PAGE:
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The Israeli Knesset’s Labor Welfare and Health Committee on Monday approved moves to simplify regulations on women seeking to end a pregnancy, as the minister of health drew a pointed contrast with a recent US Supreme Court decision that scrapped a landmark abortion ruling.

Presenting the amendments of the reform at a committee hearing, Health Minister Nitzan Horowitz lamented that the procedures and questions employed by pregnancy termination committees were “outdated” and written in a “chauvinistic and degrading” manner.

“For more than 40 years the Ministry of Health has followed an archaic procedure that instructs committee members to act out of an attitude that is against abortions and seeks to persuade again and again,” the Meretz leader Horowitz said.

In Israel, induced termination of the pregnancy of a viable fetus is performed in accordance with a 1977 law that requires the approval of a pregnancy termination committee.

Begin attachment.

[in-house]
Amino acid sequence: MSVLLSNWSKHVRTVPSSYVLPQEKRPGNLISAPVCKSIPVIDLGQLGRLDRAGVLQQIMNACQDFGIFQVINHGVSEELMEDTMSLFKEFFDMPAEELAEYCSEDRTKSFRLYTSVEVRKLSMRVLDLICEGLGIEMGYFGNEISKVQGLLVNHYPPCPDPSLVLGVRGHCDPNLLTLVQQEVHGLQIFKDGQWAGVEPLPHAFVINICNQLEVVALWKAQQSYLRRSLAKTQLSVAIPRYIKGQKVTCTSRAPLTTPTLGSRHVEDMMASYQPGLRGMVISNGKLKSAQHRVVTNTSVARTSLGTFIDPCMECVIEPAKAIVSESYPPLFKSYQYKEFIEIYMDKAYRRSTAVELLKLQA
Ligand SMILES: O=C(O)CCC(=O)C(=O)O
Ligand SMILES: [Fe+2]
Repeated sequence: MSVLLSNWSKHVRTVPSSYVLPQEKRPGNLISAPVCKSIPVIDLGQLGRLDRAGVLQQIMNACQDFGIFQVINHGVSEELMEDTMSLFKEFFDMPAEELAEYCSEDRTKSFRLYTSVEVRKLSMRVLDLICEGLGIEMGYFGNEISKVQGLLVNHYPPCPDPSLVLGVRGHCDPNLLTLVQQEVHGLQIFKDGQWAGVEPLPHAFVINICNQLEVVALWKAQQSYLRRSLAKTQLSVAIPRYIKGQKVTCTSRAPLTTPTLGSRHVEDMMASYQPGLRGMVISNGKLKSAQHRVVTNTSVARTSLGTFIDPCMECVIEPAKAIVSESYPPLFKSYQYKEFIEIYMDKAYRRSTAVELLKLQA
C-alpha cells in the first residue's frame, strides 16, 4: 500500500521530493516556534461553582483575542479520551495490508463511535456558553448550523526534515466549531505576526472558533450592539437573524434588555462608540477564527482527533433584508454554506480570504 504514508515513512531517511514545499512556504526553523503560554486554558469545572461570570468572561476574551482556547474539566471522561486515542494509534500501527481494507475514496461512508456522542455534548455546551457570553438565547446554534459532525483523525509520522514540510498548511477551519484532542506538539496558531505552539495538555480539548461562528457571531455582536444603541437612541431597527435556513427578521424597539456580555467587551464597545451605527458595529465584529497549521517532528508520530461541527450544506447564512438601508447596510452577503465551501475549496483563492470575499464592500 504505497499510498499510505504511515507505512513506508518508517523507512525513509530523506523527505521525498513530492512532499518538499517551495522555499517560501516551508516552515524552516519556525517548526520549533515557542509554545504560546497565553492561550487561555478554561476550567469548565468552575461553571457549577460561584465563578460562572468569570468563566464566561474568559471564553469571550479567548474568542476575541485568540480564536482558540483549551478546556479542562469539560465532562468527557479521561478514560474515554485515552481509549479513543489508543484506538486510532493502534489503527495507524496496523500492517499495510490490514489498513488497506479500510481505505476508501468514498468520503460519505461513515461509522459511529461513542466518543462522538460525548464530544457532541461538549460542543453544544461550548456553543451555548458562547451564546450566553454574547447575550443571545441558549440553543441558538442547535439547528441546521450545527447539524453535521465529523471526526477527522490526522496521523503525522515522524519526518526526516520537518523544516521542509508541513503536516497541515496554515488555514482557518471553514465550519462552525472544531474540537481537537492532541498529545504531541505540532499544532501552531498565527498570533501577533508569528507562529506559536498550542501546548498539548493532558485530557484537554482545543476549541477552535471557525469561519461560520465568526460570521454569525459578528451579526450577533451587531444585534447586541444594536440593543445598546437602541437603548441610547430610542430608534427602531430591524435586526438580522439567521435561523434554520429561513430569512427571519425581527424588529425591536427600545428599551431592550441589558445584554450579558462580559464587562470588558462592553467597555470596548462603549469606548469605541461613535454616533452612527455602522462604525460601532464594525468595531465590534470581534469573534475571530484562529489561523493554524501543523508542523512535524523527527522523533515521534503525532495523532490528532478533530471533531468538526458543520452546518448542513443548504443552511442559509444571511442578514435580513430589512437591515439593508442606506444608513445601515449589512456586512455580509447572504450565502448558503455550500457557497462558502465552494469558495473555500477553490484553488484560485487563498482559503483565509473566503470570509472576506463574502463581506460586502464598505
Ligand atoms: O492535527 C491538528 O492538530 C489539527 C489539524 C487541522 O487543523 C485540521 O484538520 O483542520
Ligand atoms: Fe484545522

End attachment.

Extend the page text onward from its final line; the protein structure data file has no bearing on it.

As part of the reform, Horowitz said, “humiliating and intrusive questions will be removed and the questionnaire will be reduced to what is really important to the committee, and there will be no reference to a woman’s past and behavior,” such as questions about contraception.

One change will allow for medical or drug-induced abortions of early pregnancies up to week 12 to be made available at HMO clinics, rather than only at hospitals. Women seeking an abortion will also have a choice of whether they want to appear in person before the abortion review committee, with the application submission and process being made available online.

“We are taking steps in the right direction, in reverse from the US, to preserve a woman’s basic right over her body,” Horowitz said, referring to the US Supreme Court’s Friday decision to overturn the 1973 Roe v. Wade ruling that acknowledged a constitutional right to abortion.

“A woman does not have an abortion lightly, it is a difficult decision that is accompanied by physical and mental trauma and we must do everything to make it easier for women who get into this situation,” Meretz MK Michal Rozin said at the hearing.

MK Moshe Gafni, head of the United Torah Judaism, criticized the committee for bringing the amendments to a vote days before the expected dispersal of the current government, which will trigger new elections in the fall.

Source of original article: Israel – Algemeiner.com (www.algemeiner.com).
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